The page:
FOR SALE or TRADE: Large modulation transformers. WANT broadcast transmitter with 833-A’s.

WANTED: Power transformer for National NC-100A or l01XA receiver.

WAITED: Manual for Kaar Marlin Marine transceiver mod # 12TR229. I want to put it on 160. Also, S meter for HQ140X

WANTED: Knight T-400 xmtr, Heath AK-5 spkr for Mohawk, Heath XC-6 converter, VX-1 vox,

TRADES: Meissner 150B (1942) 150 watt AM/CW w/Signal Shifter exciter, WWII Hallicrafters VHF sets (S36, S36A, R-44/ARR-5), more (2-stamp LSASE for list). WANTED: RCA ACT-40, ACT-150 Transmitters and any of the pre-war ACR or AR receivers. National FB-7, AGS, AGSX. Navy TBX, TBY, MAB, PRC-25, PRC-90, GRR-5, PRC-10A etc.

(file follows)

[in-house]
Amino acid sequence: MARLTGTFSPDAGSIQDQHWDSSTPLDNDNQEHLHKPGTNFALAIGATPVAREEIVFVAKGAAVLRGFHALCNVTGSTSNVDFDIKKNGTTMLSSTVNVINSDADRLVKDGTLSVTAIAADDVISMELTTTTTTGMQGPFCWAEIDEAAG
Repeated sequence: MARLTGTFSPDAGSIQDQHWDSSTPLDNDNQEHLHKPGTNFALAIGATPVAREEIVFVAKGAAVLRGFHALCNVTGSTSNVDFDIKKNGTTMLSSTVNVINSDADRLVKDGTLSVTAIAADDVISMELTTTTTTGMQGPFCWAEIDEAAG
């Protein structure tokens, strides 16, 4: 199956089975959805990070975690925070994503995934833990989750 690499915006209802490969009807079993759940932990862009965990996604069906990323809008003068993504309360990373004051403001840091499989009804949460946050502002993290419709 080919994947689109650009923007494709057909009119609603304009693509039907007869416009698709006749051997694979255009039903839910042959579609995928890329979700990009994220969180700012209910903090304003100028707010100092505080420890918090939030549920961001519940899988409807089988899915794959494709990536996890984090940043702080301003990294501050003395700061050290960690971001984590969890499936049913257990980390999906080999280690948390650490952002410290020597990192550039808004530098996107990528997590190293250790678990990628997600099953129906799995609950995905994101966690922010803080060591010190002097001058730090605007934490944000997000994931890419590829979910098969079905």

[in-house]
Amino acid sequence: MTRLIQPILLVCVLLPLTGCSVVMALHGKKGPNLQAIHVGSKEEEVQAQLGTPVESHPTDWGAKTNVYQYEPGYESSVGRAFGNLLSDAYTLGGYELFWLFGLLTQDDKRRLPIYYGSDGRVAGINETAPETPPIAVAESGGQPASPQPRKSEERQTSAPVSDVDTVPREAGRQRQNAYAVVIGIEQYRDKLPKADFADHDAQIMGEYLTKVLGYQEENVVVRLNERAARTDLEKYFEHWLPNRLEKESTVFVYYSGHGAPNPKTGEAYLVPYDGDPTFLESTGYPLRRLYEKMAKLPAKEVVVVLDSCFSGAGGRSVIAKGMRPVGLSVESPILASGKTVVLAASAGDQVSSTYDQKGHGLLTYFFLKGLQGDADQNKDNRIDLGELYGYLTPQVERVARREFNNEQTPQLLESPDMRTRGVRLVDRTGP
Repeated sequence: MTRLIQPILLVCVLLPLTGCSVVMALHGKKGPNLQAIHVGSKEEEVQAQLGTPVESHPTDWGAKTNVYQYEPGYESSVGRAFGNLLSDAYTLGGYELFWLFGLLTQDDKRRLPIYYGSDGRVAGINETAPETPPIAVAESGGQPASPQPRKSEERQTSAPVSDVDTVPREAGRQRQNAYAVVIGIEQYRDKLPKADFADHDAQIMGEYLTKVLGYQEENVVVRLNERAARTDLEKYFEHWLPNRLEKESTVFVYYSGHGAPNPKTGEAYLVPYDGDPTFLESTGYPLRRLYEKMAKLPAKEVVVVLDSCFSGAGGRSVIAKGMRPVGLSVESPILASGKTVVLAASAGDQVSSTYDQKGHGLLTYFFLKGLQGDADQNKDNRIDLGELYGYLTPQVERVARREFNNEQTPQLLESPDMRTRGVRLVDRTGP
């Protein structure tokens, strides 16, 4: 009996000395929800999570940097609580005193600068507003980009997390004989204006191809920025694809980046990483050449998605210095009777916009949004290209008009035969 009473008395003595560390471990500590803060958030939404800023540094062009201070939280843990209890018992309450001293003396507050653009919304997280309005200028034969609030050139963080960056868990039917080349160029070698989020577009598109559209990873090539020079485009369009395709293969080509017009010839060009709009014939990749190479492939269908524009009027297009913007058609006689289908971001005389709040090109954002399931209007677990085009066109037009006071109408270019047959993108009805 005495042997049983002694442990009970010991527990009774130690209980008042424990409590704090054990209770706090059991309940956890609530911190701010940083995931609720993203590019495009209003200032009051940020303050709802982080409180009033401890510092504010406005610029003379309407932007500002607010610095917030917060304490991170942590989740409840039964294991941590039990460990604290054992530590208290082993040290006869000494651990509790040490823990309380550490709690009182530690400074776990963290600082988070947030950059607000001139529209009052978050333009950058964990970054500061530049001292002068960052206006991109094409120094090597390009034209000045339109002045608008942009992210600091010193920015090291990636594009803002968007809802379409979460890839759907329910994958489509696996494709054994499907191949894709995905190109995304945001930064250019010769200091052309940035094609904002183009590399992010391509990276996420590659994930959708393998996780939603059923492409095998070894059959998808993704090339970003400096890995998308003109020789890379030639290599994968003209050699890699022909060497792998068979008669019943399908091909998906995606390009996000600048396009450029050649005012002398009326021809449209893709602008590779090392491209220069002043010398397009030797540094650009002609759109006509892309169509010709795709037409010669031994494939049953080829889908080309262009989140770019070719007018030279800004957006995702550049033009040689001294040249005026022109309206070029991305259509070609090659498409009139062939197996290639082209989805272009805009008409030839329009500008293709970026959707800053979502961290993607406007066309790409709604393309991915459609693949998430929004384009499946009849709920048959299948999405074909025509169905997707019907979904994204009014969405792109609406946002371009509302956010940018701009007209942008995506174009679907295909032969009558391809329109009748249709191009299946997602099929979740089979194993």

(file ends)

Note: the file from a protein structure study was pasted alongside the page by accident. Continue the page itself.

WANTED: National FB-7 receiver, National transmitting condensers, coils and tube sockets, dials and FRC. Also looking for Thordarson CHT 300 w. multi-match modulation transformer. Could trade my SW-3 with doghouse power supply

FOR SALE: Manuals, excellent copies, vintage gear, low profit! SASE for large, descriptive list 700+. List of rigs for sale, large variety, SASE appreciated.

WANTED: Schematics/plug-ins rcvr., R-5007A/FRR-502. Schematic, Scope, AM— USM398. 6 mtr band openings: monitor 50.5 mc. 1st AM repeater in CT (in N.E.) 50.4 input open to all.

WANTED: Tubes 26A6, 2606, 6AJ5.

WANTED: Quote on KWM1 KWM2 or KWM2A, dummy load. SELL type 813 tubes $15 plus UPS or parcel post